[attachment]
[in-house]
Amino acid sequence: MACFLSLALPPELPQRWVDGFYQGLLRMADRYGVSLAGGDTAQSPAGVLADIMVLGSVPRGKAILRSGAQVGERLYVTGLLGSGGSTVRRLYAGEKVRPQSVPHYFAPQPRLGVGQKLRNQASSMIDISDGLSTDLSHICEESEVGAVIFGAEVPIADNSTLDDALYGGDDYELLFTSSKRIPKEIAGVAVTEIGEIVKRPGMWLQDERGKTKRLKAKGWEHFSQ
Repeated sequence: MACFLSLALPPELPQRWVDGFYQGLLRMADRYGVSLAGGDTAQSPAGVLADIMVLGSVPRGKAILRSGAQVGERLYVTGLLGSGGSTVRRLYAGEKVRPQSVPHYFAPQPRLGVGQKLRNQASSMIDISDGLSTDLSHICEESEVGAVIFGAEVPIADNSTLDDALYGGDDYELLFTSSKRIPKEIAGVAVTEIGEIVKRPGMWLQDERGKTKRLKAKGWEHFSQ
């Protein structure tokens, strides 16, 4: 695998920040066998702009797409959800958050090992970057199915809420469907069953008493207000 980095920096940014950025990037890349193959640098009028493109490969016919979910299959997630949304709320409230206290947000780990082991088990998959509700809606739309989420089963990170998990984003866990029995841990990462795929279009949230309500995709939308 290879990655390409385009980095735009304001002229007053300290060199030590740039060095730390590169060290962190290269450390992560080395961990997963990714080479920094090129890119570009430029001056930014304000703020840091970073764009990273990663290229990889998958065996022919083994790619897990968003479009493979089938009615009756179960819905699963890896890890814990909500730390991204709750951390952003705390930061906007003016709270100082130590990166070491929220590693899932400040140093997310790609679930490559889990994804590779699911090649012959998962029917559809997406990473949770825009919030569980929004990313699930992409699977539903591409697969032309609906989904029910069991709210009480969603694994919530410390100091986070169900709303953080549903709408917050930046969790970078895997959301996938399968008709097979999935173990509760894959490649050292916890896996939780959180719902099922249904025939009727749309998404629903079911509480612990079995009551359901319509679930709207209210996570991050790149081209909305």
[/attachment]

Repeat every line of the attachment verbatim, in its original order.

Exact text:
[in-house]
Amino acid sequence: MACFLSLALPPELPQRWVDGFYQGLLRMADRYGVSLAGGDTAQSPAGVLADIMVLGSVPRGKAILRSGAQVGERLYVTGLLGSGGSTVRRLYAGEKVRPQSVPHYFAPQPRLGVGQKLRNQASSMIDISDGLSTDLSHICEESEVGAVIFGAEVPIADNSTLDDALYGGDDYELLFTSSKRIPKEIAGVAVTEIGEIVKRPGMWLQDERGKTKRLKAKGWEHFSQ
Repeated sequence: MACFLSLALPPELPQRWVDGFYQGLLRMADRYGVSLAGGDTAQSPAGVLADIMVLGSVPRGKAILRSGAQVGERLYVTGLLGSGGSTVRRLYAGEKVRPQSVPHYFAPQPRLGVGQKLRNQASSMIDISDGLSTDLSHICEESEVGAVIFGAEVPIADNSTLDDALYGGDDYELLFTSSKRIPKEIAGVAVTEIGEIVKRPGMWLQDERGKTKRLKAKGWEHFSQ
């Protein structure tokens, strides 16, 4: 695998920040066998702009797409959800958050090992970057199915809420469907069953008493207000 980095920096940014950025990037890349193959640098009028493109490969016919979910299959997630949304709320409230206290947000780990082991088990998959509700809606739309989420089963990170998990984003866990029995841990990462795929279009949230309500995709939308 290879990655390409385009980095735009304001002229007053300290060199030590740039060095730390590169060290962190290269450390992560080395961990997963990714080479920094090129890119570009430029001056930014304000703020840091970073764009990273990663290229990889998958065996022919083994790619897990968003479009493979089938009615009756179960819905699963890896890890814990909500730390991204709750951390952003705390930061906007003016709270100082130590990166070491929220590693899932400040140093997310790609679930490559889990994804590779699911090649012959998962029917559809997406990473949770825009919030569980929004990313699930992409699977539903591409697969032309609906989904029910069991709210009480969603694994919530410390100091986070169900709303953080549903709408917050930046969790970078895997959301996938399968008709097979999935173990509760894959490649050292916890896996939780959180719902099922249904025939009727749309998404629903079911509480612990079995009551359901319509679930709207209210996570991050790149081209909305």